Procol Harum: A Salty Dog

MAY 1969 (43 YEARS AGO)
Procol Harum: A Salty Dog is released in the UK.
# allmusic 4.5/5
# Rolling Stone and New Musical Express (see original reviews below)
A Salty Dog is an album by Procol Harum, released in May, 1969 in the UK. The title track, backed with “Long Gone Geek”, reached number 44 in the UK singles chart in 1969 and the album itself number 27 in the album chart.
Having an ostensibly nautical theme, as indicated by its cover (a pastiche of the famous Player’s Navy Cut cigarette pack), interspersed with straight rock, blues and pop items A Salty Dog showed a slight change of direction from its predecessors, being thematically less obscure. The title track itself was the first Procol track to use sound effects and an orchestra, as would be referred to in the live album performance some three years later. The musical tensions between the group and Robin Trower were beginning to show in this album, and although his guitar sound remains integral to most of the tracks, Crucifiction Lane (featuring a rare Trower vocal), in retrospect, shows that Trower was already moving in a different direction from the rest of the band. Still this album is much more musically varied than the two previous albums, with 3 Fisher vocals and 1 by Trower.
The title track, backed with “Long Gone Geek”, reached number 44 in the UK singles chart in 1969 and the album itself number 27 in the album chart. When Gary Brooker first played “A Salty Dog” at the piano for B.J. Wilson, a sunbeam illumined Wilson’s face and he told Brooker he thought it was the most beautiful song he had ever heard.
The album was the first record produced by Matthew Fisher, who quit the band soon after its release.
Clanging bells and sombre piano chords set the mood for A Salty Dog, one of the most moving songs created by Procol Harum during their ten year career. The warning cry of ‘All hands on deck’ sends a chill of fear that only sailors in a storm might fully understand. It was typical of the band that they could create such atmosphere with the simplest of themes and phrases. Certainly the title track set a standard of excellence maintained throughout this remarkable album.
A Salty Dog, originally released in 1969, was Procol’s third LP and their first to enter the UK charts at number 27. It seems extraordinary now to realize that the band which came to fame with the blockbusting 1967 hit A Whiter Shade Of Pale had to wait so long for recognition at home. But they had spent a lot of time touring abroad, particularly in America, where audiences were quick to realize that Procol Harum were not just one hit wonders. Here was a band of substance with many more tunes to play. But it took British audiences a while to cotton on.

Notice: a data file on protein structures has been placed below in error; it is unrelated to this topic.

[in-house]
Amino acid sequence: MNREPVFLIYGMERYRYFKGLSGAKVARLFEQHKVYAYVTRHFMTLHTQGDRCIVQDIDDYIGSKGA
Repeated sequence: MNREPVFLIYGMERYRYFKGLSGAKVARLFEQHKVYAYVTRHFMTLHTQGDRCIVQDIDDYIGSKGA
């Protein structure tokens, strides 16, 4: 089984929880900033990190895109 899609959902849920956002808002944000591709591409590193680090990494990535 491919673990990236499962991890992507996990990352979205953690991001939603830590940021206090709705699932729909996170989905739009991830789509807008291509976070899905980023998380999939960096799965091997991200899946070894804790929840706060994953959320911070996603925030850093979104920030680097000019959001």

The combination of Gary Brooker’s haunting vocals, Keith Reid’s imaginative lyrics and Matthew Fisher’s classical organ tones helped create the distinctive Procol Harum sound and style. Their appealing mixture of gospel, funk, soul and Bach was far more subtle than most contemporary rock. Sometimes mournful, sometimes obscure, there was, however, always a feeling that Procol were sending a message to its audience ultimately more rewarding than any number of hard rock riffs. Procol’ songs had depth and the power to move mind as well as body.
Released as a single, A Salty Dog reached Number 44 in the UK chart in 1969 and was a much bigger Top Twenty hit when reissued on a special maxi-single with A Whiter Shade Of Pale and Homburg in 1972. The album was recorded just before the departure of Matthew Fisher and their bass player Dave Knights who quit the band in March 1969. Knights wanted to take up management while Fisher intended to concentrate on production. They were replaced by Chris Copping who came in on bass and also played organ. The arrival of Copping, who had been at university, meant that Procol Harum now had the same line-up as The Paramounts, the R&B group which had launched Gary Brooker on the road to fame.